There’s one moment on It Is that summarizes seemingly the entire album. After the rousing Funk Outta Here wraps up, JMSN is approached backstage by a couple of record label gurus who want to offer him a deal. Reminiscent of Macklemore’s Jimmy Iovine, the track (Juice (Interlude)) is candid — almost to the point of anger — about how ridiculous the record industry is. Obviously, JMSN doesn’t take the deal.
And he doesn’t need to: on Juice, he’s told that he needs the help of the label’s biggest hitmakers. But it seems pretty clear to me that all he really needs is a bit of radio play. Songs like the aforementioned Funk Outta Here, or Be a Man, just need a little bit of support from the local R&B radio stations to pick up the steam they need to succeed.
What makes JMSN work so well is a combination of a unique voice and a total disregard for genre conventions. While it’s clear that JMSN knows exactly what R&B should sound like, he seems more interested in writing his own style of record that bridges the gap between the neo-soul of people like Gallant with the pop sensibilities of Justin Timberlake.
While he’s not writing songs like Mirrors, JMSN is clearly self-aware. I can’t tell for sure, but it sounds like he’s doing all of his own backing choir parts. His music isn’t mixed well enough to be coming from one of the big labels. So when he sings “nobody’s going to understand,” I believe him, because he’s doing this all on his own — unlike most of the current prodigies in his genre. And on the last track, when he asks what you’ll gain “by pretending to be something you’re not,” it feels like he’s been real with you for the past 50 minutes. With JMSN, It’s not about a polished presentation, or stunning production.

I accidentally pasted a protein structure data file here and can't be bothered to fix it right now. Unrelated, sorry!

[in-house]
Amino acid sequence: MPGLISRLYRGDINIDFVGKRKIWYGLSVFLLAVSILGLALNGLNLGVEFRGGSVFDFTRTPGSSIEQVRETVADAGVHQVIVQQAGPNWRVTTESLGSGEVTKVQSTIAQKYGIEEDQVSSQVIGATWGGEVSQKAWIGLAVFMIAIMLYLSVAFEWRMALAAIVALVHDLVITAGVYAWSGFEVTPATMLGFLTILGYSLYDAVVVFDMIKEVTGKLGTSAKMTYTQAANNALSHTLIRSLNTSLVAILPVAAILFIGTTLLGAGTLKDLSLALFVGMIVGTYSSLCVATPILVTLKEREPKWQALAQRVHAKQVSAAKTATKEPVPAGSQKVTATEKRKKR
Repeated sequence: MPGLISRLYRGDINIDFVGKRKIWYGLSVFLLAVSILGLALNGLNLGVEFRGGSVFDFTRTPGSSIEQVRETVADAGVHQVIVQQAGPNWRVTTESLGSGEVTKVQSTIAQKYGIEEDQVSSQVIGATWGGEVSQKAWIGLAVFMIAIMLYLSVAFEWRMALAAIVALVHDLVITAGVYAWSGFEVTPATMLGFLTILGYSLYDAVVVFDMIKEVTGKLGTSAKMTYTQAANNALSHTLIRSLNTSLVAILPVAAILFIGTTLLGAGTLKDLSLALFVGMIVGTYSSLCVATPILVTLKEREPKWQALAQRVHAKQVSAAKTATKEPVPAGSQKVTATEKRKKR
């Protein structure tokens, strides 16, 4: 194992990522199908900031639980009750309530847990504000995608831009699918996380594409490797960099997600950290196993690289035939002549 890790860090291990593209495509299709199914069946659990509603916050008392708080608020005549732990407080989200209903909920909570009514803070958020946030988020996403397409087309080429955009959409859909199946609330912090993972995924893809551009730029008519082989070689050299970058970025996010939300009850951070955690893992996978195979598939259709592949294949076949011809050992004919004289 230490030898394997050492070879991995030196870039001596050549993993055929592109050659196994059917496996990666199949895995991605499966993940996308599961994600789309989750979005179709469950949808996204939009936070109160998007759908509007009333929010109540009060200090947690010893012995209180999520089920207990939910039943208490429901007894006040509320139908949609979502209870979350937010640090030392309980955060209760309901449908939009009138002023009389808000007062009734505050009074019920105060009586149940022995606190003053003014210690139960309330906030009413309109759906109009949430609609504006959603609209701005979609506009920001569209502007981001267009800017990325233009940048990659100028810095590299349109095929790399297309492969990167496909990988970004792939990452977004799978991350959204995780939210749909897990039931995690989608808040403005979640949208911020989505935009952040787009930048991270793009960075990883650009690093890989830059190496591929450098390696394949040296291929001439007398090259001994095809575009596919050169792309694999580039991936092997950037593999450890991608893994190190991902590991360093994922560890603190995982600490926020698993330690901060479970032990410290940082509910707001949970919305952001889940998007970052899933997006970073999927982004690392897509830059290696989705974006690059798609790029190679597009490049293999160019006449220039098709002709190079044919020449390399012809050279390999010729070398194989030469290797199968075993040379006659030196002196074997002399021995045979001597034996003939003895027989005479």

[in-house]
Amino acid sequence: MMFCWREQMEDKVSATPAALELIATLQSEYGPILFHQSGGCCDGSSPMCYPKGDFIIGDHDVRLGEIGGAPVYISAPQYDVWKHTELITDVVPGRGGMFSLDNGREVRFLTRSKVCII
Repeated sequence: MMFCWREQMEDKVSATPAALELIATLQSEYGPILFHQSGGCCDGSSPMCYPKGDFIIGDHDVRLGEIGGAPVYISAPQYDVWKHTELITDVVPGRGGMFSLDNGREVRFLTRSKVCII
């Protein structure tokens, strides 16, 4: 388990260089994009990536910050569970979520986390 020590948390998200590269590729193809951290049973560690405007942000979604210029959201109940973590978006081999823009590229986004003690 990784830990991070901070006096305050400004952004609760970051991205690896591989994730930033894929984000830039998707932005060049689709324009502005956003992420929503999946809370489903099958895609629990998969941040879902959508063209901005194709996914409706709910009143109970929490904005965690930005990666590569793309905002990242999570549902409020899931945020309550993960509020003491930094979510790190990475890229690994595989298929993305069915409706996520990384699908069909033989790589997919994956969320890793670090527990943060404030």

What JMSN lacks in polish he makes up for in raw power and authenticity. The kick-off title track feels like one of the most vulnerable R&B tracks released this year. It’s a great way to start the record: like almost every other track, it’s a slow burner. Slow burners are great for JMSN, because they allow him to really show off his powerful presence.
What I like about JMSN isn’t that individual tracks are solid, though. It Is. is one of those rare albums that feels like the whole is greater than the sum of its part. On its own, the songs are successful, but taken as a whole, the album is more powerful than the songs alone. JMSN isn’t the world’s best singer (and I suspect he knows that), but he has a powerful sense of emotion and presence in his voice that sells him really well. Fans of carefully crafted R&B are going to love him.